A minor digression: One wonders whether Akbar should continue to be included among the liberals after his new-found love for Narendra Modi, the prime ministerial aspirant of India’s Hindu nationalist Bharatiya Janata Party. I guess many in India and amongst the Indian diaspora who categorize themselves as liberals have found (and are finding) new reasons to support Modi. So, we shall leave the categorization in abeyance for now.

Apart from an utter incapability to understand or appreciate Akbar’s pro-Modi tilt, which sort of tends to cloud my perspective about everything that he writes these days, I must admit listening to his erudition is unquestionably an enriching experience.

Although he was to speak about India, the Empire and the First World War, he deftly encompassed many themes in his talk and focused mainly on the making of the modern Muslim world. For those aware with his works – especially his 2002 book The Shades of Sword – the Conflict between Islam and Christianity, there was a familiar note to a lot that Akbar said that afternoon.

Some of his positions are well-known and have hardened over the years. But his approach of examining history as an interplay between empires that rose and fell over the last millennium, rather than looking at it from the narrow prism of nation states remains unique and compelling.

The breadth of the lecture was wide, sweeping across centuries, spread across geographies, and peopled with innumerable figures; and punctured with innumerable diversions.

In the middle of the talk, he stopped and quoted from Matthew Arnold’s poem Stanza from the Grande Chartreuse
Wandering between two worlds, one dead,

The other powerless to be born

Wikipedia described Arnold, as an English poet from the Victorian era, who wrote this classic to describe the irreconcilable differences between science and religion while on a brief visit to the Grand Chartreuse, the abode of the Carthusian order. 

Akbar used the lines to describe the present world order where the old world of the 20th century is evidently dead, but a new world order is yet to be born.

Another riveting insight: Tracing the west’s global domination over the last five hundred years, Akbar observed that the simple reason was technology. After the fall of Constantinople in 1453, the Gutenberg press (introduced in the same decade) changed the discourse of dominance. It wasn’t just the battlefield where supremacy mattered. Gutenberg opened up a new front – supremacy of ideas. 

And the Islamic world was kept away from this revolution (especially in South Asia) by the trade unions of the khatibs, the scribes, who prevented the introduction and use of the movable type.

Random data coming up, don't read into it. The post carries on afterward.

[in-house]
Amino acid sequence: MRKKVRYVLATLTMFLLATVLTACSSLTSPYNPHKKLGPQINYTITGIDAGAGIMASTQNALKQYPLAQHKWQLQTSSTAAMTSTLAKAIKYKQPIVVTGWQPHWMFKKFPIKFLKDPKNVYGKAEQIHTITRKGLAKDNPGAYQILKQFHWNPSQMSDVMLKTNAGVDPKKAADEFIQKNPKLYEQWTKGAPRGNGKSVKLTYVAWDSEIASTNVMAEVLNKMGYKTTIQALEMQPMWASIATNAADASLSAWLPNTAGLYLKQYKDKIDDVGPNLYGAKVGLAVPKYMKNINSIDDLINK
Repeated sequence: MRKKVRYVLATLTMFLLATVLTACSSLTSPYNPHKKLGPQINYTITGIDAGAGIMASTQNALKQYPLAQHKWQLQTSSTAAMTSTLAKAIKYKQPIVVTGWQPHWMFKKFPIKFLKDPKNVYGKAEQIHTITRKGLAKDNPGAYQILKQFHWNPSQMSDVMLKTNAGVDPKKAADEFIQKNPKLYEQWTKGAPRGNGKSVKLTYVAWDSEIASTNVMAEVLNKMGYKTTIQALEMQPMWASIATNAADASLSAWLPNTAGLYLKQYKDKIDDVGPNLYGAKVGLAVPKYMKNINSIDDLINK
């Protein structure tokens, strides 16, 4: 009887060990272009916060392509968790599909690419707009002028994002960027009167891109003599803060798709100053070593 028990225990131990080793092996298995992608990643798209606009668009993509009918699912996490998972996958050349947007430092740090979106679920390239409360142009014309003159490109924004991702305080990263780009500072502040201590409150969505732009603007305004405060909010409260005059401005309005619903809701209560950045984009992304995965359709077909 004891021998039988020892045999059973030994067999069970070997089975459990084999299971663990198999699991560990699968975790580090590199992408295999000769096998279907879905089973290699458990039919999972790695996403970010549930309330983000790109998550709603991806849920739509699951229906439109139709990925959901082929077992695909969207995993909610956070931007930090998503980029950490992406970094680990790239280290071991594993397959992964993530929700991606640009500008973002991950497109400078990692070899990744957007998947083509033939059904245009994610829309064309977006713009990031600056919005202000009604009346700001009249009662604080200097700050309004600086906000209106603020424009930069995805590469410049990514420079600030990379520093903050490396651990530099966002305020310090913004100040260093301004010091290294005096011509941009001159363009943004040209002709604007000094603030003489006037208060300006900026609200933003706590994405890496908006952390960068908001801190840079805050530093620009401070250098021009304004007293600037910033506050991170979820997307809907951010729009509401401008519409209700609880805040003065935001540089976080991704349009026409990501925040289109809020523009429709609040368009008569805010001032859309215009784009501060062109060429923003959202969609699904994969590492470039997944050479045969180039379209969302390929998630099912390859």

Describing India’s strong roots of syncretic traditions, he quoted Mughal emperor Babur, who said one could either eat beef or rule India, one couldn’t do both.

Continued in the post below

India, Empire and the First World War - II

Continued from the post above

It isn’t quite possible to capture an hour’s lecture into a coherent report. What follows are some nuggets gleaned from his talk.  

According to Akbar, the birth of the modern world lies in the collapse of two major Muslim empires – the Ottoman and the Mughal. Both the empires started in the 13th century and ended the 19th century (although the Ottoman ended after World War I, Akbar termed the gap of 60-odd years between the end of the Mughal and the Ottoman Empires minor, meriting no more than three paragraphs in any conventional history book).

The World Wars were so termed not because the worlds were at war, but because these were wars for the control of the worlds, he said.  “At the end of the First World War, Muslims across the world were either defeated or colonized.”

However, unlike the Western paradigm of empires (as laid down by Edward Gibbon in The History of the Decline and Fall of the Holy Roman Empire) which evolved in three stages – rise, decline and fall, the Islamic paradigm envisaged a fourth stage – renewal.

So, post-World War I, when there were no Islamic empires left in the world, the struggle continued within Islam for renewal. Hitherto, Muslims had never equated a change in ruler to a threat to faith. This happened only after World War I when the holy centres of Islam – Mecca and Medina – came under British control.   

There weren’t just two World Wars, there were, in fact, four – the first two, then the Cold War, which ended in with the Soviet Union’s withdrawal from Afghanistan, and then the War on Terrorism, which will end with the US withdrawal from Afghanistan in 2015.

For the radical Muslims, within a period of a century – from 1914 to 2014 – Islam had successfully defeated three of the biggest powers that the world had ever seen – the British Empire, the Soviet Union and the United States.

Akbar said it’d probably take a century more for the complexities in the Islamic world to work out. If the First World War ended two of the last Islamic Empires – the Ottoman and the Mughal, it also gave birth to two modern models of renewal – again in Kamal Ataturk’s Turkey and Gandhi’s India.

Congress view of Khilafat
Muslims had several options for renewal and among these were Gandhian nonviolence, the Intifada movement of insurrection, Pan Arab nationalism (socialism and Arab nationalism, which reduced itself to Naseerism),

The Khilafat movement that Gandhi launched was the first jihad where the leadership of the movement was in the hands of a non-Muslim.